Previous Next D&D

You may have seen last week that Wizards of the Coast announced draft rules and and call for playtests and feedback on the Dungeons & Dragons edition to follow 5E. Some excerpts from the release:

One D&D is the codename for the future of D&D... One D&D will take what we love from fifth edition and create an experience that is not only backwards compatible with the adventures and supplements you enjoy today but that will evolve the game for years to come. You’ll see updates to just about every facet of the game, from player classes to backgrounds and even to how we lay out books and present game information. Our goal is to improve on everything that has made D&D the best tabletop roleplaying game in the world...

I can't help but recall how much of this announcement resembles the one for 5E almost exactly 10 years ago (including the plan at the time that it wouldn't be called 5E, but rather "D&D Next"):

The Next Edition for D&D is currently on open playtest. Wizards of the Coast decided to create the next edition hand to hand with players, in order to create a game that would appeal to most. They have stated that the next would not be called "Fifth Edition", though they have not yet stated what they will call it, simply referring to it as "D&D Next". The game plays very similar to the 3rd Edition, though maintaining the simplicity that made 4th Edition appealing."


On January 9 [2012], the game's publisher, Hasbro-owned Wizards of the Coast, announced that they have begun development of the fifth edition of the Dungeons & Dragons rules. A rewrite of a not-even 40-year-old game might seem trivial, but Wizards' has set an ambitious goal: To create, with the help of their fans, a "universal rule set" which unifies all players under one single system. "We're focusing on what gets people excited about D&D, and making sure we have a game that encompasses all different styles," says Mike Mearls, group manager for the D&D research and development team. "Even if you haven't played in 20 years, we want you to be able to sit down and say, 'this is D&D.'"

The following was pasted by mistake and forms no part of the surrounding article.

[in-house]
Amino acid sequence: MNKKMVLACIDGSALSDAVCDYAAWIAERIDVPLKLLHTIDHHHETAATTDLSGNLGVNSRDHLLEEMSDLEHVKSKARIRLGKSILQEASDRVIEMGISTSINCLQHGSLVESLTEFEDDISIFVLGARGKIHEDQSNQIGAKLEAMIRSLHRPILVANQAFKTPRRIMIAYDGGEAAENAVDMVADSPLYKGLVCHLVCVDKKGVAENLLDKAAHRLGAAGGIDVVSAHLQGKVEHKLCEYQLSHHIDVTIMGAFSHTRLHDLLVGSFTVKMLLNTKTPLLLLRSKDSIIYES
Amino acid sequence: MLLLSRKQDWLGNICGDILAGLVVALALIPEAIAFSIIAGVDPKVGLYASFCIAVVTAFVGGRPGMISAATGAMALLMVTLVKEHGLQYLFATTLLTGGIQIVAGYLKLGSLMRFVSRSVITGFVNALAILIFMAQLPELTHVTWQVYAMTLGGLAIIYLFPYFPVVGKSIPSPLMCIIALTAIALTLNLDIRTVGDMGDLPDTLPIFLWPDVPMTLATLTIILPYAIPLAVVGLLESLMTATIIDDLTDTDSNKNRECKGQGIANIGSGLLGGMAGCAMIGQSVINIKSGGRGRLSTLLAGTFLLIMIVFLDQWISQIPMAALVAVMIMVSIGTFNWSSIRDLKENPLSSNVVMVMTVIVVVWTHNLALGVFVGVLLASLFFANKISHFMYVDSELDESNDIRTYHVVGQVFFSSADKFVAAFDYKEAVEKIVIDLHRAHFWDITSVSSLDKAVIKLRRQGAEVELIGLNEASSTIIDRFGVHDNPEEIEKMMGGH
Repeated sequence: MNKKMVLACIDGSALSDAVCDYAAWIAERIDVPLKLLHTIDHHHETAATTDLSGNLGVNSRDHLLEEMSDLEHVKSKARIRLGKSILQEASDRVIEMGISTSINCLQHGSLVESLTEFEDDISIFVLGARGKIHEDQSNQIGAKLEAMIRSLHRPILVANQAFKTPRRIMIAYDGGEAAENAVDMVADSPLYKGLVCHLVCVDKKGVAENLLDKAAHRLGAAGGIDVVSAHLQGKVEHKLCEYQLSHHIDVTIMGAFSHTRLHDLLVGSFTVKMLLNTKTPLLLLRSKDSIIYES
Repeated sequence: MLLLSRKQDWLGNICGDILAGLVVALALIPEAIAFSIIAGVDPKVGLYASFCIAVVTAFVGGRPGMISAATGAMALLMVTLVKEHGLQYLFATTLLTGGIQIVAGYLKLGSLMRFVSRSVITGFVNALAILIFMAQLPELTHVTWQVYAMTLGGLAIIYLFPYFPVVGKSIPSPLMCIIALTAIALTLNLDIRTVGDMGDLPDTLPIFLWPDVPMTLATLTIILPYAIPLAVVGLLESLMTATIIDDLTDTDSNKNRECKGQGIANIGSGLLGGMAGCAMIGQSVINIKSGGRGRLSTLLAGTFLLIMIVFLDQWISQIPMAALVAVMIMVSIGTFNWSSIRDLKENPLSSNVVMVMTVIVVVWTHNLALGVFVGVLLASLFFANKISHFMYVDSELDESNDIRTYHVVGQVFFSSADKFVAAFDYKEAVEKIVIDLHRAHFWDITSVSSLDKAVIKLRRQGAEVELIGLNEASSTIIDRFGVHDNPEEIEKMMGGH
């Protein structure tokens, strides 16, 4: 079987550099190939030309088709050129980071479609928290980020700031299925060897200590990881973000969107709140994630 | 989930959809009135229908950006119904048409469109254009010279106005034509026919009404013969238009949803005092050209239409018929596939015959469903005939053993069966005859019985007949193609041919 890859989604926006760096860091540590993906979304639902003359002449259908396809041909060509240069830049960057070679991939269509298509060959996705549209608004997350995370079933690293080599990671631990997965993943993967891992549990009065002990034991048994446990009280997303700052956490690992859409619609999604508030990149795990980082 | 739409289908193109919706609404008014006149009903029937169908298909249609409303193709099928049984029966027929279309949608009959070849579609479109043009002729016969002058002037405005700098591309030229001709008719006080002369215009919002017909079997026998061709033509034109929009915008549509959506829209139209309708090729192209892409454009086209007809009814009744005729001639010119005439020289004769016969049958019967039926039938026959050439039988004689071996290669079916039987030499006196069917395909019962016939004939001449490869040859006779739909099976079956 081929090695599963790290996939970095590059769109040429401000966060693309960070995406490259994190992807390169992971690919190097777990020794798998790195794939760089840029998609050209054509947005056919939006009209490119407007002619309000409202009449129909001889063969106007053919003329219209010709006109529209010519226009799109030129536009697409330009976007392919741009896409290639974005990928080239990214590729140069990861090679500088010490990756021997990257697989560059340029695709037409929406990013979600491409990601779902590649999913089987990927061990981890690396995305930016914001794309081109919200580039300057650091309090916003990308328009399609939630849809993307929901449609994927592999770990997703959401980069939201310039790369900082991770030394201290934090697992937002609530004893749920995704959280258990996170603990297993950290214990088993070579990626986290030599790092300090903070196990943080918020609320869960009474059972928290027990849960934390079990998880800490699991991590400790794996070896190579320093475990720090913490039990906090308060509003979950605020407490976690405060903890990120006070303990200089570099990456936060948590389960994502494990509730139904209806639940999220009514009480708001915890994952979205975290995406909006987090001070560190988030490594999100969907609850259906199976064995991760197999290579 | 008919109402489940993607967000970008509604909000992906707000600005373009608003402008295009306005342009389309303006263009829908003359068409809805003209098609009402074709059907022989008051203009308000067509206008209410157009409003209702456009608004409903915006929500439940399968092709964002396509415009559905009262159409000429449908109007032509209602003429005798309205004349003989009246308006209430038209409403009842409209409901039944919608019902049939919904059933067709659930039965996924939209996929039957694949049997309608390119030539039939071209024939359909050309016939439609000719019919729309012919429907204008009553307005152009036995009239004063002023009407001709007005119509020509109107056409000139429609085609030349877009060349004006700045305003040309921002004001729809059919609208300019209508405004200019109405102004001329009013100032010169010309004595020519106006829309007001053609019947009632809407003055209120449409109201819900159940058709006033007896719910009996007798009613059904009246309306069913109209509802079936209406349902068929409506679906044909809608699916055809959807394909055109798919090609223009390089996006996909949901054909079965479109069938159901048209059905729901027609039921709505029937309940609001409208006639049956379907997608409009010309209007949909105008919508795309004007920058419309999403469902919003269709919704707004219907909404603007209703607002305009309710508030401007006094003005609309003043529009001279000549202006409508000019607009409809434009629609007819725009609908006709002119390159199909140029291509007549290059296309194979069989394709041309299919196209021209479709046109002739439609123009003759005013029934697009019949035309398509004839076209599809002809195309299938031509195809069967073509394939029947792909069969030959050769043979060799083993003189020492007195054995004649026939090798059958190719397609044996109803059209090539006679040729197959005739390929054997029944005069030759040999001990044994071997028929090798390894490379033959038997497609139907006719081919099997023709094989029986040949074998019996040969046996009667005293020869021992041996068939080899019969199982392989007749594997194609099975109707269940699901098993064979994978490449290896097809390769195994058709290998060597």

When it does finally arrive, expect the game to look something like a "classic" version of D&D. Mearls and his team have spoken repeatedly about their desire to emphasize the core D&D experience --adventure, exploration, and storytelling. Early versions of the playtest rules featured simplified rules and stripped down mechanics. That said, fans of newer editions of the game shouldn't fret: Mearls has also been aggressive about promoting the new rules' "modularity," which should allow players to plug in or drop out rules to match their preferred style of play."


Obligatory comic (you knew this was coming):

Xkcd comic: How standards proliferate



  1. I suspect this will just be the thing going forward - the corporate branding insisting that this obvious new edition of D&D is actaully NOT an edition of D&D, while everyone else just calling it a new edition.

  2. With the big danger being that they're sacrificing the opportunity to call it 5.5 at the risk of everyone else forcing 6 on them.

  3. Thanks for the information as I am not following WoC. I wish them well but I am staying with OSR.

  4. SO I have been thinking about this more.
    I can see with their push to making D&D a lifestyle brand that they do want to get away from editions/numbers. So every few years, expect a revision to the rules (big or small) but under the name Dungeons and Dragons. Maybe they will alter the trade dress, but I can see them just not bothering to note versions. They want to make sure the brand is Dungeons and Dragons.

    1. I hear that. I think we have a pretty rich history now of companies trying really hard to get away from that, but always succumbing to the need for customers to distinguish between versions (e.g., Windows OS, Mac OS, 5E, etc.).

      They're even holding out the current title as the "codeword", so they might be signaling more up-front they don't expect this title to be permanent.

    2. Cynically, I think somebody probably put the kibosh on calling it 6E - sounds like "six-ee" which is way too close to "sexy" for WOTC, particularly when you say it with a German accent.

    3. Wow, that would be a crazy reason for that! But I guess we have ludicrous reason why Windows 9 was skipped, so I guess anything's possible.